South, by Ernest Shackleton â€” a personal observation
South â€“ The Story of Shackleton’s Last Expedition 1914-1917
By Ernest Shackleton
Below are images illustrating two copies of Ernest Shackletonâ€™s South, Heinemann, 1919. Both books are the First Edition, First Printing of South. Once it was realized the paper used for text and overlays were of inferior quality and the paper would be prone to rapid discoloration and brittleness, the first printing was halted so a higher quality paper stock could be used â€“ in just under a month after production began. Nevertheless, this First Printing is the most desired copy for collectors. The images below demonstrate a variant of printing medium used on the blue-black cloth bindings of the First Printing.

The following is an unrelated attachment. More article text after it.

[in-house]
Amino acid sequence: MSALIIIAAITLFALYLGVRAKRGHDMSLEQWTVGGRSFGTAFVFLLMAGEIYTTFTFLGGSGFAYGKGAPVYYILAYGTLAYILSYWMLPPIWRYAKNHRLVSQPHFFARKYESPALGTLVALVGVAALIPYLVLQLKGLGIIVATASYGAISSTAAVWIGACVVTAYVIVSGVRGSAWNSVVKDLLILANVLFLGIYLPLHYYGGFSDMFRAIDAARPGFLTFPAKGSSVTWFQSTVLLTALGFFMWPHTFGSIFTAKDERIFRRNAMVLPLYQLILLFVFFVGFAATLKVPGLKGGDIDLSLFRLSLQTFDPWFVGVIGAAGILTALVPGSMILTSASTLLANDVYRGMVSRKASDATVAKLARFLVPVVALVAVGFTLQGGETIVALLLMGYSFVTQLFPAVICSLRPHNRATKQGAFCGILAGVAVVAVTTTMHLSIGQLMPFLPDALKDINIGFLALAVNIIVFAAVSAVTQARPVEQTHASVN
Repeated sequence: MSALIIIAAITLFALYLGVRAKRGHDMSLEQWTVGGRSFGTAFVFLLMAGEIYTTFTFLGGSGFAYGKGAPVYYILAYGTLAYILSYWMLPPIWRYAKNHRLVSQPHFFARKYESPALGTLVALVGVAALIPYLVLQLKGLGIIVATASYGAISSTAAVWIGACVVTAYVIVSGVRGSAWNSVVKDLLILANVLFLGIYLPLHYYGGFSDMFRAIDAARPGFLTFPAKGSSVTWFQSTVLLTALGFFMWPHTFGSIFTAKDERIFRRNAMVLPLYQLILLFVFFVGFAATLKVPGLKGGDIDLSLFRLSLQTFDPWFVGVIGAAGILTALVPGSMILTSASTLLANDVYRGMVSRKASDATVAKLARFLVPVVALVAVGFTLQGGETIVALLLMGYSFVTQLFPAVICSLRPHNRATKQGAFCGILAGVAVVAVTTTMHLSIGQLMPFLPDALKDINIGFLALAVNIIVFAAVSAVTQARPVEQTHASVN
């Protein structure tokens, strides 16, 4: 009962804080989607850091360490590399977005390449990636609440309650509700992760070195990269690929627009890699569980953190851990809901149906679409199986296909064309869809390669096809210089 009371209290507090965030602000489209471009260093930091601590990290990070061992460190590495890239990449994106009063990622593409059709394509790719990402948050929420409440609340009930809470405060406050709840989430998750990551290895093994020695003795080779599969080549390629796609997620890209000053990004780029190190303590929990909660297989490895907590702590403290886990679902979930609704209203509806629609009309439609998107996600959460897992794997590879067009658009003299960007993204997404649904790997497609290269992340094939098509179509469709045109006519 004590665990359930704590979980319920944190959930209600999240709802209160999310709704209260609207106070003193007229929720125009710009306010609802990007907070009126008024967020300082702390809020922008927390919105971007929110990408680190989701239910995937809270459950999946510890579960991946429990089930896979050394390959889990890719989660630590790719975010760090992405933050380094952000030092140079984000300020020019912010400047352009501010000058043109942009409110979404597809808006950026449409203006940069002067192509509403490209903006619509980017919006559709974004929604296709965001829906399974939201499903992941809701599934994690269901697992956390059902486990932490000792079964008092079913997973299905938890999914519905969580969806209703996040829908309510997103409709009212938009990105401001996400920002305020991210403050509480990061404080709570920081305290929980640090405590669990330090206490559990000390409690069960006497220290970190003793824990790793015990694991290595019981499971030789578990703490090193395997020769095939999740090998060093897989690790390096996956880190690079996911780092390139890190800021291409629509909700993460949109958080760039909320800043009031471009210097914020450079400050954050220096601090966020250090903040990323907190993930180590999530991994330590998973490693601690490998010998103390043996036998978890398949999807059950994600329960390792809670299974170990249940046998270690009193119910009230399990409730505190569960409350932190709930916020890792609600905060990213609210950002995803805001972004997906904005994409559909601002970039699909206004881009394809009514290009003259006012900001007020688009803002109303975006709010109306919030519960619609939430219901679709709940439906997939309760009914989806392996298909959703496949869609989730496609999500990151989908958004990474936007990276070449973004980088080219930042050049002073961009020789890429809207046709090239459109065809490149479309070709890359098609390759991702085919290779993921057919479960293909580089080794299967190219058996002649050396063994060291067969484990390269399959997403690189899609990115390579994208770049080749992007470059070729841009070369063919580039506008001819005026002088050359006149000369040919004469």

The book on the left in each image shows an oxidized (tarnished) silver medium whereas the book on the right in each image shows a bright silver foil â€“ silver foil is not prone to oxidation. Aside from the obvious visual differences in the two covers, there are additional variations that are subtle but specific. The tarnished silver cover has a slightly deeper debossing for the title lettering and the â€śEnduranceâ€ť illustration. The tarnished medium also produced a slightly finer detail in the illustration of the â€śEnduranceâ€ť â€“ this distinction is both visual and tactile. These noted differences in the First Printing’s binding: oxidation, deeper debossing and finer detail, may be a direct result of using a metallic silver (sterling) medium that soon was replaced by the more commonly used, and less costly, medium of silver foil. The silver foil was the medium used for the â€śEnduranceâ€ť image and lettering on the cover and the spine lettering for all later printings of this design.